It's true that both the Bush and Obama administrations introduced government subsidies in industries that the government has not historically subsidized to the same extent, but this is not, strictly speaking, a socialist move because it does nothing to concentrate power over the businesses in the hands of workers, nor have the government subsidies even begun to approach a scale that would satisfy even the most flexible definitions of socialism.
In order to be a socialist, Obama would have to favor the large-scale collective ownership of private enterprise and the redistribution of wealth based on labor. The fact that he supports some policies that reduce the relative power of the rich, and increase the relative power of the poor, does not make him a socialist by any useful standard. It makes him, at most, a social liberal--though given the degree to which his policies still allow for the consolidation of wealth, he isn't a very good social liberal, either.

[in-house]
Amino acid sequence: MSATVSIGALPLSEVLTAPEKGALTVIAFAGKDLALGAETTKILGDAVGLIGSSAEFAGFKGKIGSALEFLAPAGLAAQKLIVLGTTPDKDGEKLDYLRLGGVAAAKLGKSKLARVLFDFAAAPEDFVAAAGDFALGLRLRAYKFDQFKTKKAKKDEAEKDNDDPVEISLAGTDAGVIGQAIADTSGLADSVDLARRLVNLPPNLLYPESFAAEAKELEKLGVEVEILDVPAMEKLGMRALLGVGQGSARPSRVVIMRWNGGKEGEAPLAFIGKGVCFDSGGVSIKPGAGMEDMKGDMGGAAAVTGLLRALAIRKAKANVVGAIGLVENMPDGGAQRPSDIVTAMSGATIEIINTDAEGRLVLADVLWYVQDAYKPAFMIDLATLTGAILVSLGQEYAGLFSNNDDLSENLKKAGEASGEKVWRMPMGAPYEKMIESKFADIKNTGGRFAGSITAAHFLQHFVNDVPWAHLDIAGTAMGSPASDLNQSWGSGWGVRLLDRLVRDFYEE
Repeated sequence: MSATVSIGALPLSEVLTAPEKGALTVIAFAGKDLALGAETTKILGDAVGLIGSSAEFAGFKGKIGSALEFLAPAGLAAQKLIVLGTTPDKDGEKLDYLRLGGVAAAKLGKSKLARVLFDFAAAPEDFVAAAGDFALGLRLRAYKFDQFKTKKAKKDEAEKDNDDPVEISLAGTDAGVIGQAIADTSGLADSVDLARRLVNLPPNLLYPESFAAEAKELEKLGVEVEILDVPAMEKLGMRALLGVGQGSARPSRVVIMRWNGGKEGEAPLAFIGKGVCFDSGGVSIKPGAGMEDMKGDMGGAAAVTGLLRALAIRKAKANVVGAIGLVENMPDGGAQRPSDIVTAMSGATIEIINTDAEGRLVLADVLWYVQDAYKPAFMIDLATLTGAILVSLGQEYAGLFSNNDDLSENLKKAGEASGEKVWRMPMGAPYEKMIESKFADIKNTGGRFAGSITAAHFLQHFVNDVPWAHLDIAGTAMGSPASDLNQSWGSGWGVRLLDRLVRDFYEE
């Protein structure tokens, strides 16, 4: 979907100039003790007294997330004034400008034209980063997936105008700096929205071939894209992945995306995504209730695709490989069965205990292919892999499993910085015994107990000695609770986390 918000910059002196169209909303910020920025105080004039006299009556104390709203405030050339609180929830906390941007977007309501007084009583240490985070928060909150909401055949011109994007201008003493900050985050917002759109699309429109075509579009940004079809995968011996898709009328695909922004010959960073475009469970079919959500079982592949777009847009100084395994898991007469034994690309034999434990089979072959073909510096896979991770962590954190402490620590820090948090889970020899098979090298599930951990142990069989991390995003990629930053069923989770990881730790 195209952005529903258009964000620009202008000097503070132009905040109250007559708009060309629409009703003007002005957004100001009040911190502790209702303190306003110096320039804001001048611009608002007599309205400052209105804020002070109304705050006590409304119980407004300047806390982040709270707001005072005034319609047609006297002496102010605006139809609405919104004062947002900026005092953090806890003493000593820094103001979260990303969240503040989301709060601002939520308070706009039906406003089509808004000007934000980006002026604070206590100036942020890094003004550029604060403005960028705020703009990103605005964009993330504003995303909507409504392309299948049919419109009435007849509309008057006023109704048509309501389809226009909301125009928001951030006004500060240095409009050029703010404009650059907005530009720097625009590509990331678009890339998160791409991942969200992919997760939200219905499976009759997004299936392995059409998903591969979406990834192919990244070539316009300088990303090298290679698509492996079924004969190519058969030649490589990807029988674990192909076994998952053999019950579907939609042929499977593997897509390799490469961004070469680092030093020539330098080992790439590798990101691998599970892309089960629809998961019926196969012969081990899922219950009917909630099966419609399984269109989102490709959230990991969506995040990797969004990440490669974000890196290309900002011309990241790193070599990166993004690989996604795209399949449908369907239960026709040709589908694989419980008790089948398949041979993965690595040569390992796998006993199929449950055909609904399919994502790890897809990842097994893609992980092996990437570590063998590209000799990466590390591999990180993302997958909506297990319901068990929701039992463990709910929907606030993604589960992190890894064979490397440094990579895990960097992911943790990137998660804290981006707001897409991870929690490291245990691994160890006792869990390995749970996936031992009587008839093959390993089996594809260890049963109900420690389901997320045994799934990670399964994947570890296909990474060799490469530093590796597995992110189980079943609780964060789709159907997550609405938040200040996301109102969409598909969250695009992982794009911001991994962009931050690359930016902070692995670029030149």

Socialism represents a radical departure from the current economic system, and transforming the world's largest, most fundamentally capitalist economy into a socialist system--assuming this is even possible--would take decades of intricate, carefully planned policy work at a federal, state, and local level. It's not something that's going to happen accidentally or secretly over a period of four years. A few more corporate bailouts, tax increases, and social welfare policies won't do the job, and nothing Obama has proposed on a policy level would do the job. Nothing short of a complete reconstruction of the U.S. economy would do the job.
This is not to say that Obama is a pure capitalist either, but no president in U.S. history has been. Even George Washington supported the creation of a federally-managed national bank. Pure capitalism, like pure socialism, only exists on paper.